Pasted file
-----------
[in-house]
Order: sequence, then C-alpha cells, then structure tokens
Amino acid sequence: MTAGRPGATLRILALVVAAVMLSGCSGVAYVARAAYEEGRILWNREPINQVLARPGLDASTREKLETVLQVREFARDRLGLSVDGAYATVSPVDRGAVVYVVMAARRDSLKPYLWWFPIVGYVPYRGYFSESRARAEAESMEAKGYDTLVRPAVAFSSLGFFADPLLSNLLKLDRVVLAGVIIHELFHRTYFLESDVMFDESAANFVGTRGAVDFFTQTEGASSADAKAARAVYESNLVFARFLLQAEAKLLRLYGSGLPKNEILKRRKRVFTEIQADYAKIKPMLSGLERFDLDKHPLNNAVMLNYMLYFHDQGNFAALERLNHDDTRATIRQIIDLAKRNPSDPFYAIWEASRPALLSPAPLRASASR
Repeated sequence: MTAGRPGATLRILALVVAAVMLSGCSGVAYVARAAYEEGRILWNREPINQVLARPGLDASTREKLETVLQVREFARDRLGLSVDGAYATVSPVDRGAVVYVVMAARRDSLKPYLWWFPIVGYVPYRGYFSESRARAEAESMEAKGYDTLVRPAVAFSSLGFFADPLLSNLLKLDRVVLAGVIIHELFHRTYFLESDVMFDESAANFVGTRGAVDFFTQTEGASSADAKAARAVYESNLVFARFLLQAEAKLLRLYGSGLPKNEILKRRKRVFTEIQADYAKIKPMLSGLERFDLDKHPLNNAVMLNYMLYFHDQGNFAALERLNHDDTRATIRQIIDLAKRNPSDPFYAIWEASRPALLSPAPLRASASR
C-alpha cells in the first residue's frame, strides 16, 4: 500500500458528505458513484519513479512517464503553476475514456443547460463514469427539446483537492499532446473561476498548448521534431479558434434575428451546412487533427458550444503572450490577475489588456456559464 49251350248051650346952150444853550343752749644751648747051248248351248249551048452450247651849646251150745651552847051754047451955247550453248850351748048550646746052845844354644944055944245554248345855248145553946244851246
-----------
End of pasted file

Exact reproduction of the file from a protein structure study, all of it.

[in-house]
Order: sequence, then C-alpha cells, then structure tokens
Amino acid sequence: MTAGRPGATLRILALVVAAVMLSGCSGVAYVARAAYEEGRILWNREPINQVLARPGLDASTREKLETVLQVREFARDRLGLSVDGAYATVSPVDRGAVVYVVMAARRDSLKPYLWWFPIVGYVPYRGYFSESRARAEAESMEAKGYDTLVRPAVAFSSLGFFADPLLSNLLKLDRVVLAGVIIHELFHRTYFLESDVMFDESAANFVGTRGAVDFFTQTEGASSADAKAARAVYESNLVFARFLLQAEAKLLRLYGSGLPKNEILKRRKRVFTEIQADYAKIKPMLSGLERFDLDKHPLNNAVMLNYMLYFHDQGNFAALERLNHDDTRATIRQIIDLAKRNPSDPFYAIWEASRPALLSPAPLRASASR
Repeated sequence: MTAGRPGATLRILALVVAAVMLSGCSGVAYVARAAYEEGRILWNREPINQVLARPGLDASTREKLETVLQVREFARDRLGLSVDGAYATVSPVDRGAVVYVVMAARRDSLKPYLWWFPIVGYVPYRGYFSESRARAEAESMEAKGYDTLVRPAVAFSSLGFFADPLLSNLLKLDRVVLAGVIIHELFHRTYFLESDVMFDESAANFVGTRGAVDFFTQTEGASSADAKAARAVYESNLVFARFLLQAEAKLLRLYGSGLPKNEILKRRKRVFTEIQADYAKIKPMLSGLERFDLDKHPLNNAVMLNYMLYFHDQGNFAALERLNHDDTRATIRQIIDLAKRNPSDPFYAIWEASRPALLSPAPLRASASR
C-alpha cells in the first residue's frame, strides 16, 4: 500500500458528505458513484519513479512517464503553476475514456443547460463514469427539446483537492499532446473561476498548448521534431479558434434575428451546412487533427458550444503572450490577475489588456456559464 49251350248051650346952150444853550343752749644751648747051248248351248249551048452450247651849646251150745651552847051754047451955247550453248850351748048550646746052845844354644944055944245554248345855248145553946244851246